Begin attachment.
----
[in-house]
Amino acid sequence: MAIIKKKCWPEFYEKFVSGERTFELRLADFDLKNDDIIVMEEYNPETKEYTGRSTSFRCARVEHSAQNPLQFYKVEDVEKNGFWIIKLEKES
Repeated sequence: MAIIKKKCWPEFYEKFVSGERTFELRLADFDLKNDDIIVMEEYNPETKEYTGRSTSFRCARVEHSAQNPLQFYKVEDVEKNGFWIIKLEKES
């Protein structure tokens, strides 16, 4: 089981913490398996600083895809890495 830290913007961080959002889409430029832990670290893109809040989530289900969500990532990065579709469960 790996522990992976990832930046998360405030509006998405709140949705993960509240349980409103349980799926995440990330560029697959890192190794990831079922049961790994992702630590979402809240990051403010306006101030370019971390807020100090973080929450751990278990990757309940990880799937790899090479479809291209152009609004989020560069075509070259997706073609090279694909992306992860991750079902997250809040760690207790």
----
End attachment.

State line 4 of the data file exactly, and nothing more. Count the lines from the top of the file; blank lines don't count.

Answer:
């Protein structure tokens, strides 16, 4: 089981913490398996600083895809890495 830290913007961080959002889409430029832990670290893109809040989530289900969500990532990065579709469960 790996522990992976990832930046998360405030509006998405709140949705993960509240349980409103349980799926995440990330560029697959890192190794990831079922049961790994992702630590979402809240990051403010306006101030370019971390807020100090973080929450751990278990990757309940990880799937790899090479479809291209152009609004989020560069075509070259997706073609090279694909992306992860991750079902997250809040760690207790």